It’s been 5 years since Congress passed the Dodd-Frank Act reforming the U.S. financial regulatory system. Since then, we’ve been busy examining almost every aspect of this law and its impacts. Today’s WatchBlog shares a few of our regulatory lessons learned.
We recently analyzed what regulators learned from the 2007-2009 financial crisis as well as other past banking-related crises. The lessons?
- Take early and forceful action. Bank regulators frequently found problems early on but weren’t good at getting banks to make changes before things got out of hand. For example, examiners didn’t always impose timely enforcement actions to help nudge banks to be better actors.
- Look ahead for risks. Bank examiners need the right tools to find risk before those risks become crises. Yet, time and again, financial crises revealed limitations in monitoring and addressing emerging risks.
- Think big. The same way you never have 1 mouse (it’s always mice), it’s also typically not just 1 bank or group that results in a crisis. Regulators must look across the financial system to identify potential problems.
Regulators told us they took a number of steps to try to identify and respond to emerging risks—such as incorporating more forward-looking elements into supervisory tools—and we’ll continue to review regulators’ work.
To help us and others see whether regulators are staying on top of these lessons, we developed a 2-part framework for monitoring efforts to identify and respond to emerging risks to the banking system.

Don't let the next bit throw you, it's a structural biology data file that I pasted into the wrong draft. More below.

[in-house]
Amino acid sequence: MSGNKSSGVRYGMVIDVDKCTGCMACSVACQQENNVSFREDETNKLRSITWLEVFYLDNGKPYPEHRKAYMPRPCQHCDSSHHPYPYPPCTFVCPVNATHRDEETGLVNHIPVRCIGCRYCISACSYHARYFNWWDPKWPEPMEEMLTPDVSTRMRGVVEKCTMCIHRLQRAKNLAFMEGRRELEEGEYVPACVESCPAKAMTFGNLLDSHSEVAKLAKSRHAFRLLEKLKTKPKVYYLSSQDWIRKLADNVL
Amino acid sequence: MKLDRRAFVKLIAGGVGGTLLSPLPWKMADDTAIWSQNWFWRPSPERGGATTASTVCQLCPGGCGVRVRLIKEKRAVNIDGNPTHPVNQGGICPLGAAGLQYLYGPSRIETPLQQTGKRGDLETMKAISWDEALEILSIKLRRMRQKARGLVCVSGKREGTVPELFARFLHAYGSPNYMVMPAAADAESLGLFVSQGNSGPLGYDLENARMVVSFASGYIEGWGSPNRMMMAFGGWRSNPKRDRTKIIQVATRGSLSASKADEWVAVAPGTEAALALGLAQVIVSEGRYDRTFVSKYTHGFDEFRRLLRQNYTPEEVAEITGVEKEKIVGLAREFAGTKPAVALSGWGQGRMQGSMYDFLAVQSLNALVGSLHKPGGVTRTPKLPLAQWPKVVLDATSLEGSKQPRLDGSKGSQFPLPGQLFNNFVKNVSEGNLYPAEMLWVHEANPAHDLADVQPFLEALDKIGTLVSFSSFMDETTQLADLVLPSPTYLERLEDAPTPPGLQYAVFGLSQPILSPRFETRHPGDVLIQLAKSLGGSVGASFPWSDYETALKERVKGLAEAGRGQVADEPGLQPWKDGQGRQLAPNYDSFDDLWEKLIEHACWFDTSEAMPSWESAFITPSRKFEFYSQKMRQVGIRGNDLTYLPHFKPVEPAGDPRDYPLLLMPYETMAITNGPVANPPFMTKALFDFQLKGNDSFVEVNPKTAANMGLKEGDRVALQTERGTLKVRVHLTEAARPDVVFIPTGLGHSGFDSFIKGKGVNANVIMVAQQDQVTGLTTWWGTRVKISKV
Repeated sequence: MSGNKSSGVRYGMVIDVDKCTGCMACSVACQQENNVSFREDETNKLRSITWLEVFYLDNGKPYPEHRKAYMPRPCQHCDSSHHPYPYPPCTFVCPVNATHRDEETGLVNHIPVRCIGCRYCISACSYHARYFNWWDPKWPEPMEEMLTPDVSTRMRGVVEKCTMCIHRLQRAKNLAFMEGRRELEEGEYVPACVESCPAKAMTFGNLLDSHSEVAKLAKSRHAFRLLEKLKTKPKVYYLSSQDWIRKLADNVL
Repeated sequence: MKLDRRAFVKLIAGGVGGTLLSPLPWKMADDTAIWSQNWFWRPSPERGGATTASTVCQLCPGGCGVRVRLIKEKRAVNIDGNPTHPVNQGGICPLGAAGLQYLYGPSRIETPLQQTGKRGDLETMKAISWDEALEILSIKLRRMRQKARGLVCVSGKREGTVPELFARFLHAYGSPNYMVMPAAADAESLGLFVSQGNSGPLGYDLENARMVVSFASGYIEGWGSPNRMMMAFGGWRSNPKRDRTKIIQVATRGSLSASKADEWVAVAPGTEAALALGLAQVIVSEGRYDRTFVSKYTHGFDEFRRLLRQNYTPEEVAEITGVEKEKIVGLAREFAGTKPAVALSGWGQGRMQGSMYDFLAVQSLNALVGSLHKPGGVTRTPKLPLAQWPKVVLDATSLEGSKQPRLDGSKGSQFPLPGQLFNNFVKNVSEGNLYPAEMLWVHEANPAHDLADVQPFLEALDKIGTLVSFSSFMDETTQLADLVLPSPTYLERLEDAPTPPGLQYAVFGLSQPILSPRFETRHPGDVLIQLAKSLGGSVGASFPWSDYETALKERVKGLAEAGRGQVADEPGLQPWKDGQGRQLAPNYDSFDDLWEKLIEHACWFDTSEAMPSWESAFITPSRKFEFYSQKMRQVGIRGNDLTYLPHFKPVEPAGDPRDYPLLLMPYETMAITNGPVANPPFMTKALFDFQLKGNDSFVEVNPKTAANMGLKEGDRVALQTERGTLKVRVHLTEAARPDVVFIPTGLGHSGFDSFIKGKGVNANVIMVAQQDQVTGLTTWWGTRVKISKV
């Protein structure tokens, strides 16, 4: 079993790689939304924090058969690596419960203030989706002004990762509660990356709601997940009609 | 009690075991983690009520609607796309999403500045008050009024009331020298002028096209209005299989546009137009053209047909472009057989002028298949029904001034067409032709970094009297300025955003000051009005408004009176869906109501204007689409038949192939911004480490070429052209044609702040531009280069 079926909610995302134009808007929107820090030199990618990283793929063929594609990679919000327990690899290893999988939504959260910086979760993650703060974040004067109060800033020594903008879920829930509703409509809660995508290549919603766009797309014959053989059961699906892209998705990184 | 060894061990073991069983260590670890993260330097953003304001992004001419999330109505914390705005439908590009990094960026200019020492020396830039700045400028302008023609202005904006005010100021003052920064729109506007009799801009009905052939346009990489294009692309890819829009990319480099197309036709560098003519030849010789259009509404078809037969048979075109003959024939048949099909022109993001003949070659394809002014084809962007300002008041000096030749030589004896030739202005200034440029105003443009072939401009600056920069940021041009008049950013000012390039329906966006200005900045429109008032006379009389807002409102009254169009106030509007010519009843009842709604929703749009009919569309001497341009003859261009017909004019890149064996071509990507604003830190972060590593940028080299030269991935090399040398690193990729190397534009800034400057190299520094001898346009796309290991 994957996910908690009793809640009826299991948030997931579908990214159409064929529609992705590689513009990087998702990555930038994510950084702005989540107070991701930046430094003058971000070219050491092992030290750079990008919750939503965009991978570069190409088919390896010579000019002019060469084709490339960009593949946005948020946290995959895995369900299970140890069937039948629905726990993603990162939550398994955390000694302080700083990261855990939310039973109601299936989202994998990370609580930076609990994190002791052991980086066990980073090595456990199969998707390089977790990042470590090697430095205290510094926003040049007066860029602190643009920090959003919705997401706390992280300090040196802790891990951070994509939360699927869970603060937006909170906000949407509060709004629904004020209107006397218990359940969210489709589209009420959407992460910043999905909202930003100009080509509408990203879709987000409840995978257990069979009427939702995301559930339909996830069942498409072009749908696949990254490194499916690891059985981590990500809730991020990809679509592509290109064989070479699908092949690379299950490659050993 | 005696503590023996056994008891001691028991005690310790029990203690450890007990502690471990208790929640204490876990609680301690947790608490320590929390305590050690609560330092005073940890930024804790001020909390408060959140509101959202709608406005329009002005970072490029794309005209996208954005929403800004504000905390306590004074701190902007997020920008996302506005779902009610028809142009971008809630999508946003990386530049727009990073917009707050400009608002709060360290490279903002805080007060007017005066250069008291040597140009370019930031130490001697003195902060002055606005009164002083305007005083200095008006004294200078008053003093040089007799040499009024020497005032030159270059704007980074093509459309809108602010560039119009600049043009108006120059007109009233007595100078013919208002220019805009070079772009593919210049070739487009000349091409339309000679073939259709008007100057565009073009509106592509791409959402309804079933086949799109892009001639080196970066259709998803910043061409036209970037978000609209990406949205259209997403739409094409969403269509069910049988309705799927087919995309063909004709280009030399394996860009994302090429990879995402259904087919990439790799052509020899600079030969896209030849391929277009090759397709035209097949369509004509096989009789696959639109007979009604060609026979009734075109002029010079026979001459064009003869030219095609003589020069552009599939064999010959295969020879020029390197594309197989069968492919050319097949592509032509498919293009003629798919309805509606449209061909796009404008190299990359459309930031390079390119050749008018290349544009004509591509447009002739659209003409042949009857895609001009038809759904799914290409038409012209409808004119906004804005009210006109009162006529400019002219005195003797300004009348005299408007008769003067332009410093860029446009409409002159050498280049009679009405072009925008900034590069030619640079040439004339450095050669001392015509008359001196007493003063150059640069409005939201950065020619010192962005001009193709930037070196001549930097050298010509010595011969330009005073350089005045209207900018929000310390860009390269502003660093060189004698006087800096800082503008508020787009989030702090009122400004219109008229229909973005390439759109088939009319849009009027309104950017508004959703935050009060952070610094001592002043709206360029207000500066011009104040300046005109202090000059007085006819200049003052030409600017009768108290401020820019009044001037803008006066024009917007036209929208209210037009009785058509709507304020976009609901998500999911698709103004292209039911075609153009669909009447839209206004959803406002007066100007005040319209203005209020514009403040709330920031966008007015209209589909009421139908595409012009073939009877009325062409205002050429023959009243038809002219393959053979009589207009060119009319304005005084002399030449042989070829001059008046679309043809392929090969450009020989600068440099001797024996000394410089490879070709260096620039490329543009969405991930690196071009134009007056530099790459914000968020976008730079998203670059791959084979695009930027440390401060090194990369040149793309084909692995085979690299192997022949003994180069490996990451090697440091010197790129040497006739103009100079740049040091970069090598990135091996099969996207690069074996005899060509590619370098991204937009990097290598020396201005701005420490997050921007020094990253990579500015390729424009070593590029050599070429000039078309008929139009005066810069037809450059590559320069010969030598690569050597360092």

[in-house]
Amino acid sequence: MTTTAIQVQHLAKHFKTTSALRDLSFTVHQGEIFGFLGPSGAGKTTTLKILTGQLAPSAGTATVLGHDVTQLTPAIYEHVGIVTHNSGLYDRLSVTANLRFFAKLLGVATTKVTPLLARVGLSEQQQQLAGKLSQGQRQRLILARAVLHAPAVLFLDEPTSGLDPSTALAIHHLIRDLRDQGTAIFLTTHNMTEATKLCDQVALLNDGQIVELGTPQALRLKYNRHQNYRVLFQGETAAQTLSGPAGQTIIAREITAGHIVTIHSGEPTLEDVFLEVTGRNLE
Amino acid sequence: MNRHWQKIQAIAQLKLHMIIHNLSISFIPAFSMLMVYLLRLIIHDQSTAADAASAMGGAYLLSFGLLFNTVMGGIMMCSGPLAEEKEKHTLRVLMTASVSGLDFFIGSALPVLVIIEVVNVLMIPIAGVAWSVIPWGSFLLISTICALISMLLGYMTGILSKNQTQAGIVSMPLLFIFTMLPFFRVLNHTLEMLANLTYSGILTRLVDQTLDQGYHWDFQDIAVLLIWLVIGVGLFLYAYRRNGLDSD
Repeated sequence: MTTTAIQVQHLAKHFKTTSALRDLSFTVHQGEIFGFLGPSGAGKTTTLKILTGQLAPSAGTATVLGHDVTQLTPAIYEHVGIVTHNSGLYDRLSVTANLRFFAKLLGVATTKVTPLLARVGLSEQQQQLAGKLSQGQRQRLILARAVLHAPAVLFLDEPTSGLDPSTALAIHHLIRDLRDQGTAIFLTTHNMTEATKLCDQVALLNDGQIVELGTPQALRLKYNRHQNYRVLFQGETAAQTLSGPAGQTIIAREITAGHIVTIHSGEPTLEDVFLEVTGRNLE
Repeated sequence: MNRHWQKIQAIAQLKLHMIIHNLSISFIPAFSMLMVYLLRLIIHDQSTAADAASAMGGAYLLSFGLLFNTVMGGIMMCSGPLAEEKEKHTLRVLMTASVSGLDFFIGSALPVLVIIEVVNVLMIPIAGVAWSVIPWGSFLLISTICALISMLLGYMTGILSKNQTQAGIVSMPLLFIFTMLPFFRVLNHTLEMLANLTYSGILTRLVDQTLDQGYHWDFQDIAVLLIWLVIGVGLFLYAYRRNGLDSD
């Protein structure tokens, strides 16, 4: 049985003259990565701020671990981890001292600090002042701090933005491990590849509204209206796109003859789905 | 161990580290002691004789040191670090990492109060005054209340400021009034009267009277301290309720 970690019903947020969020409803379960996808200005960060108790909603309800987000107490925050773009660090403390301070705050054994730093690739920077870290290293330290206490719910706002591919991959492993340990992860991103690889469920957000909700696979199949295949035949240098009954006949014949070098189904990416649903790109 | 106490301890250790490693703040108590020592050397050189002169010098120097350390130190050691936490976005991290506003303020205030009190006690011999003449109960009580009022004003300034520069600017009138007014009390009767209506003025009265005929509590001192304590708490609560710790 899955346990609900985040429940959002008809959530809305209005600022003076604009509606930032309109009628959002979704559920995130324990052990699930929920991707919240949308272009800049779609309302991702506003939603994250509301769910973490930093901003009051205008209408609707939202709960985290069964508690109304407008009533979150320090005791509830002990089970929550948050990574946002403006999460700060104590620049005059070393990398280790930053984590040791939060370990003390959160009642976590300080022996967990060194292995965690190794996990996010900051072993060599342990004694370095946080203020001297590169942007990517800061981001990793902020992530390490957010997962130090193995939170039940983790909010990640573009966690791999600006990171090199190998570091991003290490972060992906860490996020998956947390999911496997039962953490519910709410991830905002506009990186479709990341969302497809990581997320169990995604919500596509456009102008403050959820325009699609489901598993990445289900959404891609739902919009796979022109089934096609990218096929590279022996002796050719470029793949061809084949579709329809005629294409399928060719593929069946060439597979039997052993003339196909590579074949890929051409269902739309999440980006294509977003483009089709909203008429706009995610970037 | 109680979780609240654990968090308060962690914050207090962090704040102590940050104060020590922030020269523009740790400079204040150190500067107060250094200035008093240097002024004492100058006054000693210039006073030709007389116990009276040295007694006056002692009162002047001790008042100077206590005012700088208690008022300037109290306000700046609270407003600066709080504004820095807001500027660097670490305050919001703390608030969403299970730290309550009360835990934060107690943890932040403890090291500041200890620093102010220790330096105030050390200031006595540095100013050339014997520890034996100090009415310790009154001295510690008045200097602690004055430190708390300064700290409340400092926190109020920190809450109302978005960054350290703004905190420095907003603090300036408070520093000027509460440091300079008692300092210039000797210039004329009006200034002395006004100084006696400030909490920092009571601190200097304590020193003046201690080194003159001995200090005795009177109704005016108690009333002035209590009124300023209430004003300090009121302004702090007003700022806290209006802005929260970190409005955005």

- The first part employs financial indicators that can help track and analyze emerging risks, as well as sources of information on emerging risks—such as regulatory reports and industry and academic studies.
- The second part monitors regulators’ responses to emerging risks, such as new or revised agency guidance, to help flag issues for further review when questions arise about the effectiveness of these responses.
We plan to implement this framework in our future work.
And lots more!
If you’re interested in more Dodd-Frank insights, check out our reports on
- reforms intended to limit future government support for failed financial institutions, as well as how the U.S. bankruptcy code would handle such failures;
- whether large banks have benefited from relative funding advantages during the financial crisis and since the passage of the act;
- The Financial Stability Oversight Council’s process for identifying insurance companies and other “nonbanks” that should be supervised by the Federal Reserve;
- regulators’ efforts to implement Dodd-Frank rulemakings;
- what steps the newly created Consumer Financial Protection Bureau should take to protect and secure its collection of data and oversee virtual currencies; and
- the effects of new bank capital standards on U.S. banks.
We have made numerous recommendations concerning financial regulations and steps have been taken to implement some of them. Explore the ones that agencies still need to address, in our open recommendations database.